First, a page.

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Operating in 14 cities, Hong Kong delivery app Easyvan has become a leading logistics platform in Asia.
21 December 2015
Shing Chow never intended to start his own business. But in the space of two years, his delivery-van application Easyvan by lalamove, has grown from a single-person company into an employer of 200 people running the largest fleet in the region, with more than 27,000 drivers operating vans, lorries, trucks and motorcycles across Asia.
“I got into building a tech start-up accidentally,” says Mr Chow. “I was never into the Internet, even though I was at Stanford – the hottest place for tech – back in 1999. Instead of learning to code, which would have been a lot more useful for setting up this business, I studied economics.”
After a brief stint as a management consultant at Bain and seven years playing Texas Holdem poker professionally online, Mr Chow was inspired to launch the van-delivery service after his own experience trying to hire a van, which after a fruitless four-hour wait forced him to order three taxis instead. “I wanted to change how delivery is done by using mobile Internet. But at the time, I didn’t know anything about logistics; I wasn’t even sure what the word meant.”
Since its launch in December 2013 in Hong Kong, the service has been rolled out in 10 Chinese mainland cities, as well as in Bangkok, Taipei and Singapore, making it one of the largest logistics platforms in Asia. Hong Kong customers include the University of Hong Kong and beauty e-tailer Strawberrynet, which pay about HK$110 for a van hire from Central to Tsim Sha Tsui.
The company says its vision is to empower drivers to run their own businesses, and employees are told they can earn up to 50 per cent more by working with Easyvan than rival delivery companies.
Available as an app or on computer desktops, the product enables hirers and their customers to track delivery in real time, while a driver-rating system evaluates performance. GPS order location speeds up deliveries by selecting a driver nearest to a pick-up location and offers additional services, including help moving items and cart rentals.
While most of the initial set-up cost came from the founders, including Gary Hui, the company also tapped some angel investment to get started.
With two external rounds of fundraising completed to date, venture capitalists and several employees are among those who have stakes in the company. “It feels good to have staff believing in our vision so much that they are not only risking their time, but their savings as well,” says Mr Chow.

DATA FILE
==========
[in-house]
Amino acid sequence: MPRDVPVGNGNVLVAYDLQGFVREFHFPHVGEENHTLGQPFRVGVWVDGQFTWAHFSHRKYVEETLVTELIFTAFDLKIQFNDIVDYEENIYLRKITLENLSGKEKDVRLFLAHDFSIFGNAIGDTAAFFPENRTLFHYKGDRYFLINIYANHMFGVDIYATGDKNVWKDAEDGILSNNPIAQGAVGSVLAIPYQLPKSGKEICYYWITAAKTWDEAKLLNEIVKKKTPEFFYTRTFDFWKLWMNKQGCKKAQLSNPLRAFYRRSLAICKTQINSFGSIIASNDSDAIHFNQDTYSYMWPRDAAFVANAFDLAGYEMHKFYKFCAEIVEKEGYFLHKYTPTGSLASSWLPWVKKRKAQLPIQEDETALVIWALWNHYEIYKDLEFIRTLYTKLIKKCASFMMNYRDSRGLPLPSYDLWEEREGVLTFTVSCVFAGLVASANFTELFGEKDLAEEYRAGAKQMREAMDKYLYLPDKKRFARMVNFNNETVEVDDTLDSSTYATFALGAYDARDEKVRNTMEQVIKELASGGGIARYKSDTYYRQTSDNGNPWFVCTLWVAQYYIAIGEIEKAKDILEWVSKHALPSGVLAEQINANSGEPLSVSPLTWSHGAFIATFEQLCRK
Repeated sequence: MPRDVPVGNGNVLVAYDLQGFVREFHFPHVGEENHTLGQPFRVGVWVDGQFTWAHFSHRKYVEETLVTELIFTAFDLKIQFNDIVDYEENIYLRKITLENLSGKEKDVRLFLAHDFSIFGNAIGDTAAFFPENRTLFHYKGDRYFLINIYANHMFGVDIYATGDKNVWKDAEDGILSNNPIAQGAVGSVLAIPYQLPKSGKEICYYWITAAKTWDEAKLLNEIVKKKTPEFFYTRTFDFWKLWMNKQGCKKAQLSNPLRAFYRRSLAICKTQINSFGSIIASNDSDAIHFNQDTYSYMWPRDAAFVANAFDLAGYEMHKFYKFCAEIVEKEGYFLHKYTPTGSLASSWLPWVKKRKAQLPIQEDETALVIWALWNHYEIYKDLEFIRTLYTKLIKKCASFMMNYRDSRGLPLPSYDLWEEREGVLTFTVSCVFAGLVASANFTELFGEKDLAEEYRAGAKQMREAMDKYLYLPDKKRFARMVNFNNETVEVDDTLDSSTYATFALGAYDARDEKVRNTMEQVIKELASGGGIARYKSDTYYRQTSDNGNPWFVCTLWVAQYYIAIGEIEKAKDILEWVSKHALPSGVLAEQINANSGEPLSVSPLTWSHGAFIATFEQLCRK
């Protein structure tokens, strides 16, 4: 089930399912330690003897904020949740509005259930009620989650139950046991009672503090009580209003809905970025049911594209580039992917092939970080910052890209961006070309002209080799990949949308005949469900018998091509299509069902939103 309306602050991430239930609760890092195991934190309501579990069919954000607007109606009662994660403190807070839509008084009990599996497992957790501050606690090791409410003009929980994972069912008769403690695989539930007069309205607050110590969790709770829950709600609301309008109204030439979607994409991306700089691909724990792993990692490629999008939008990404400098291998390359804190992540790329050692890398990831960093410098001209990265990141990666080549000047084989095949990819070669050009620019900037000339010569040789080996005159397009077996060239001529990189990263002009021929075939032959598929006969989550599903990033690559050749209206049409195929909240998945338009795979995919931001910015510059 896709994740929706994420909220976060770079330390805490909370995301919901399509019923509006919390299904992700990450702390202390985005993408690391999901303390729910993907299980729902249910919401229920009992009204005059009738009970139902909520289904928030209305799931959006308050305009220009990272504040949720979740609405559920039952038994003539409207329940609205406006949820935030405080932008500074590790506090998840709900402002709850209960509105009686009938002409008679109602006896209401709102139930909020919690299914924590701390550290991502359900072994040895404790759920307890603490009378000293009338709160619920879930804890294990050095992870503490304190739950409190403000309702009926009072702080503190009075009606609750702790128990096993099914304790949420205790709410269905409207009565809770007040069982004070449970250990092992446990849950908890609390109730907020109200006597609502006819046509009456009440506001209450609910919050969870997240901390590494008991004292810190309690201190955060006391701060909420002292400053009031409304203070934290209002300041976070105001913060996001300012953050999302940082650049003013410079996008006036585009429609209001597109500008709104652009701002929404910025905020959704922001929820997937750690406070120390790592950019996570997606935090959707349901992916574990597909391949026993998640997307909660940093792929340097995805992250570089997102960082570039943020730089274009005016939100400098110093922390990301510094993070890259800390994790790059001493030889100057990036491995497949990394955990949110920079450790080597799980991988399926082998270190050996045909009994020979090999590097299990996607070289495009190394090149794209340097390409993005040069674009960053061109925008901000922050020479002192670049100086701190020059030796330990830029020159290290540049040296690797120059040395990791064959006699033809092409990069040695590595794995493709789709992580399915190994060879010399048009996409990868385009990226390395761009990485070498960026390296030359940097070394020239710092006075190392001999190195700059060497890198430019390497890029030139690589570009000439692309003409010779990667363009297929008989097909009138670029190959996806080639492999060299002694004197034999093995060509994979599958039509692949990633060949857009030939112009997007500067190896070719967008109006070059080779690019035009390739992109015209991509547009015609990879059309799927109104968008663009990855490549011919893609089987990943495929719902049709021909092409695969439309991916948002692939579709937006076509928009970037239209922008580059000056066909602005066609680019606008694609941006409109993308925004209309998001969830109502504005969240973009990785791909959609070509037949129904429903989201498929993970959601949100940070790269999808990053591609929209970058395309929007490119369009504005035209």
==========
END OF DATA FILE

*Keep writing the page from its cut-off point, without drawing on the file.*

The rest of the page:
The CEO says he could not have set up the company elsewhere, since the call centre service for vans only exists in Hong Kong. “We merely moved it [along] from analog to digital, from voice to data.”
Following a US$10 million cash injection in January, Easyvan expanded rapidly across the region in 2015. “From culture and customers to services offered and drivers, everything changes from one city to the other. The only thing that remains identical is our core business: professional on-demand delivery.”
Staying Ahead of the Competition
Among the biggest challenges from expanding so quickly is making sure the existing team grows with you, says Mr Chow. “It’s very different managing a team of one versus a team of 200. People who work great in small teams may not do so well when the company grows bigger.”
According to Mr Chow, there are three major challenges for Hong Kong-based tech entrepreneurs to overcome. “First, the Hong Kong market is too small to sustain an Internet start-up: you need to either look north to expand on the mainland, or south to Southeast Asia.”
Drumming up capital can also be a hurdle. “It’s very difficult to get people in Hong Kong interested in investing in an Internet start-up that won’t be making money for a long time. People want to invest in property, financial products or companies that generate profits right away. People don’t [want to] invest in [the] future. Start-ups are all about the future.”
Another major challenge is attracting top talent. “We don’t have enough programmers here in Hong Kong, and the best talent sometimes doesn’t want to work in start-ups.” While it was initially difficult for Easyvan to attract high- flyers, Mr Chow believes that attitudes have shifted recently. “It’s becoming cool to work at a start-up,” he says.
As the logistics industry becomes increasingly digitised, Easyvan has its work cut out to stay ahead of competition, such as Gogovan, another Hong Kong-based app-driven delivery service, as well as Uber, which connects users with taxis, private cars and rideshares.
Mr Chow’s main concern, however, is keeping customers happy. “We focus on our users only, not our competitors. We spend most of our time talking to our users, finding out what they need, and improving our service [accordingly]. It brings more value than looking at what others do.”
- Logistics & Supply Chain
- Hong Kong